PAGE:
Alongside state-sponsored relief, the poor of Belfast also turned to multiple charitable and voluntary organisations for support. Street directories for nineteenth-century Belfast list the multiple charitable and voluntary organisations that existed for the care of the poor.
Charitable works and activities were often undertaken in the context of the Christian belief, and for the various churches that operated in Belfast in the 19th and 20th centuries, charity was a means by which they could reach out to the poorest of their congregation, helping them deal with poverty in a practical way, while also practicing the charitable virtues preached about on Sundays.
Unlike the poor law system, voluntary organisations tended to focus their attention on particular sections of the poor, for example, children, unmarried women, the bling, or the elderly. Different religious denominations tended to have charities for the support of their own members, as did organisations such as the Freemasons.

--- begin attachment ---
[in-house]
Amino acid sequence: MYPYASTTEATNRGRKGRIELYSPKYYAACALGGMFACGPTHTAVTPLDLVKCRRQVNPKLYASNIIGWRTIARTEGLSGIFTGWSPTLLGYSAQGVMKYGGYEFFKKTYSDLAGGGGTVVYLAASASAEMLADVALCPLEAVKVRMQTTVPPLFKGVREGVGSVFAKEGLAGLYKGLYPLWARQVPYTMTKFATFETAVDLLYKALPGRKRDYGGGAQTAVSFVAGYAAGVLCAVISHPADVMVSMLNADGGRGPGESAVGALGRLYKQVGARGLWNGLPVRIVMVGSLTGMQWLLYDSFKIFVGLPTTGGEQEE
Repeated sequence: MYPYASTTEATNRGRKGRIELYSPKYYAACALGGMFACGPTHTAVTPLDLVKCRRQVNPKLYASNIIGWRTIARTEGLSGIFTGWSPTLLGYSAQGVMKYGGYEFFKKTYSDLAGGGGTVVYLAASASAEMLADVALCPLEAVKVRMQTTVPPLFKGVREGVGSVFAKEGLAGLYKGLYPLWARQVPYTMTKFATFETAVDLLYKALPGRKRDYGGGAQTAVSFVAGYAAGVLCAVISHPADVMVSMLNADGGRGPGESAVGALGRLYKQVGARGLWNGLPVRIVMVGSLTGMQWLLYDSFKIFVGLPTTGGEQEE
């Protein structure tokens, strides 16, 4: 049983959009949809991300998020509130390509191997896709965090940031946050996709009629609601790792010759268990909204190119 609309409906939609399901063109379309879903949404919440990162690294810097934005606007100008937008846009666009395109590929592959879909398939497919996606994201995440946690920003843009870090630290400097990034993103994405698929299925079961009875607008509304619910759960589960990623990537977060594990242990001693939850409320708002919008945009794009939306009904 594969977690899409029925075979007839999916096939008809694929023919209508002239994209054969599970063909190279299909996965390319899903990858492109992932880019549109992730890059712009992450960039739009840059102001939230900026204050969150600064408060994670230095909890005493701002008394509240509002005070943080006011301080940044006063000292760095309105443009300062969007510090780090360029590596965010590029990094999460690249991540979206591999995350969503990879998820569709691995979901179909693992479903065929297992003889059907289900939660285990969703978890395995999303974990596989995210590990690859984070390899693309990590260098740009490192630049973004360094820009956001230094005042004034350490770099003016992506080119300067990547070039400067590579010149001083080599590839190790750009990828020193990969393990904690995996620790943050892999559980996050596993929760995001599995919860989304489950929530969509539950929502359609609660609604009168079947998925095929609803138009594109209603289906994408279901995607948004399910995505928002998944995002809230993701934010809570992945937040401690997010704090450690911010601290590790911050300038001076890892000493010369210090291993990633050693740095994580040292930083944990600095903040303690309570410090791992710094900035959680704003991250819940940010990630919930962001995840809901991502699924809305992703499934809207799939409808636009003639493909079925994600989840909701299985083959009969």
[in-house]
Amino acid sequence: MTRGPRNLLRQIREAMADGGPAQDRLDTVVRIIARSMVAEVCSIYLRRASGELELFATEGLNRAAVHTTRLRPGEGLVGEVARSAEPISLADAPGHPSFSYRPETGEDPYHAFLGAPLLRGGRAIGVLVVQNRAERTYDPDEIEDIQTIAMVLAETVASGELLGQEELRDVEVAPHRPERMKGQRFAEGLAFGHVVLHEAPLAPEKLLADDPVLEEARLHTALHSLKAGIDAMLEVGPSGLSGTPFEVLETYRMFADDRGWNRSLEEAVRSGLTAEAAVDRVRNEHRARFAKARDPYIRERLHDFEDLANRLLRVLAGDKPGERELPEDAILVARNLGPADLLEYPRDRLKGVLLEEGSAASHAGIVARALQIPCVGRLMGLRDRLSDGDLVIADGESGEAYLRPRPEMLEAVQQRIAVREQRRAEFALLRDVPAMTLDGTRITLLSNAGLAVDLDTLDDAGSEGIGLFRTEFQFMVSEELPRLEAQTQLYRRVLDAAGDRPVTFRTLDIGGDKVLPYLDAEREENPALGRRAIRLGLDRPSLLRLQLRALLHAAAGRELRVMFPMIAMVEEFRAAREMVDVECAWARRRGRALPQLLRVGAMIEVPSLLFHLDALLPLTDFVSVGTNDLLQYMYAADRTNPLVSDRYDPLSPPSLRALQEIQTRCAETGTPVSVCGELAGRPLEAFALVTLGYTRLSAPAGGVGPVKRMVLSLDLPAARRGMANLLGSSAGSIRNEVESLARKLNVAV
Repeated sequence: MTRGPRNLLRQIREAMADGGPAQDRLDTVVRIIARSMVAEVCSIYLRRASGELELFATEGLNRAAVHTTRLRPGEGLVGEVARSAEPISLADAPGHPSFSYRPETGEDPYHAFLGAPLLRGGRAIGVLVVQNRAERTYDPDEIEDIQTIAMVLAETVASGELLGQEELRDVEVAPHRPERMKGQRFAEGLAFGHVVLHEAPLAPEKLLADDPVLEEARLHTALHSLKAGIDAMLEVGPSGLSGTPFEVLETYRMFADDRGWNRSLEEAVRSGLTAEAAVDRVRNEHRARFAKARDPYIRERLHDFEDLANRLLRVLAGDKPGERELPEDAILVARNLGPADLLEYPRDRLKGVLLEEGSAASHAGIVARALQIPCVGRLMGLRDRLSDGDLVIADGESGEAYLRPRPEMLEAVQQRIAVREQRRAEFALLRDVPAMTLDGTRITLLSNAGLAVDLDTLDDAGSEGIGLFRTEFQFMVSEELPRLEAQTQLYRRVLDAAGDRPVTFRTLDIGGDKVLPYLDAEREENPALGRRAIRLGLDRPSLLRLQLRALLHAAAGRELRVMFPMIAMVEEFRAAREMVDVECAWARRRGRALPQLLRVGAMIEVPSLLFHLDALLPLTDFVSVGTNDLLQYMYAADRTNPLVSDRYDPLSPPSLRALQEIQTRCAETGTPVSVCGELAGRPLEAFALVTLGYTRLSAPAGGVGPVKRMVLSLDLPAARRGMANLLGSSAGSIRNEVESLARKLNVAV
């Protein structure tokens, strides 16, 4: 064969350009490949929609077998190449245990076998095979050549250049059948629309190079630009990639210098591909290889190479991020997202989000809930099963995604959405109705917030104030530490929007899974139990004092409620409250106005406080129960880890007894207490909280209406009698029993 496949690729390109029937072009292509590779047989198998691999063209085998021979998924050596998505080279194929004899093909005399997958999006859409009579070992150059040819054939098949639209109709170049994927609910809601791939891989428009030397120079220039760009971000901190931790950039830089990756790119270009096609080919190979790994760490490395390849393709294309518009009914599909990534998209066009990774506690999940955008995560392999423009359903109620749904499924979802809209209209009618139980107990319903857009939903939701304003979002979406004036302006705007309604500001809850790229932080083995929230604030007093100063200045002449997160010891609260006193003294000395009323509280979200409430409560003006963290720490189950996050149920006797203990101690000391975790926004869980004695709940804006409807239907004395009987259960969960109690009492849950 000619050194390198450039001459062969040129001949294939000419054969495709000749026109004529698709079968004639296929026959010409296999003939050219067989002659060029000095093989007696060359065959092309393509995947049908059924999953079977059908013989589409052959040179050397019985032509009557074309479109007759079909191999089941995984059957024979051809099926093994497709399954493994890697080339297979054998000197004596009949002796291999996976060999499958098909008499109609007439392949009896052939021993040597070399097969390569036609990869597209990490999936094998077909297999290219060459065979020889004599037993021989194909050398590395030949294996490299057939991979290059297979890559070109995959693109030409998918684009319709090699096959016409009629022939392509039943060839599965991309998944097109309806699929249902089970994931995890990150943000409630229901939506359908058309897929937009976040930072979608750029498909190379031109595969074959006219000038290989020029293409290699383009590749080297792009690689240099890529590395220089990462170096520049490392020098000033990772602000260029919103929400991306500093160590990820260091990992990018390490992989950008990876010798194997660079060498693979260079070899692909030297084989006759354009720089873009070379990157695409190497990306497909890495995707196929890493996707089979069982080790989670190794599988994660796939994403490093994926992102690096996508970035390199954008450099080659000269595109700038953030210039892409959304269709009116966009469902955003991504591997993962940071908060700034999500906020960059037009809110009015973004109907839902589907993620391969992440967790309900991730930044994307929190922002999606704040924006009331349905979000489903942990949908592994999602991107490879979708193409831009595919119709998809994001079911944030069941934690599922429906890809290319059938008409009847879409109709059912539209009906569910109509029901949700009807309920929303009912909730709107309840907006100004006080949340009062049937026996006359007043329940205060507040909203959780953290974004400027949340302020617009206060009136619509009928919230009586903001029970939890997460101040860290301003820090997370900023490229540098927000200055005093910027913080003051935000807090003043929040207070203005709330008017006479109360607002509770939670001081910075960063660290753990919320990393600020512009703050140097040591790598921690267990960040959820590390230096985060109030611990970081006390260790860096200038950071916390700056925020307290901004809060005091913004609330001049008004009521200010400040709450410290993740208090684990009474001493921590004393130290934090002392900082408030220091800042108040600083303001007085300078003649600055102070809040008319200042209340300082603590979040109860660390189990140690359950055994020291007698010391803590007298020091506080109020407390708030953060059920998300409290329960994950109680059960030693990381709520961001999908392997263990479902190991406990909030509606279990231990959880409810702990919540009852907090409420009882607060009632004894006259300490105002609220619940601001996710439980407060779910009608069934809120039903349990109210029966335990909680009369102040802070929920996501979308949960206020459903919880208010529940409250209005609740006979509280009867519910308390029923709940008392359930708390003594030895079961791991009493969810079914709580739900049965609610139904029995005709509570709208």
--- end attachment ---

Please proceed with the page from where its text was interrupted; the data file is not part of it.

Often charities had expectations of the poor, attempting to provide ‘moral regulation’ and ‘instruction’ to a group often regarded as sinful, lazy and dissolute. The records of the Belfast Voluntary Welfare Society reveal that those with ‘unsatisfactory character’ were refused assistance in times of need.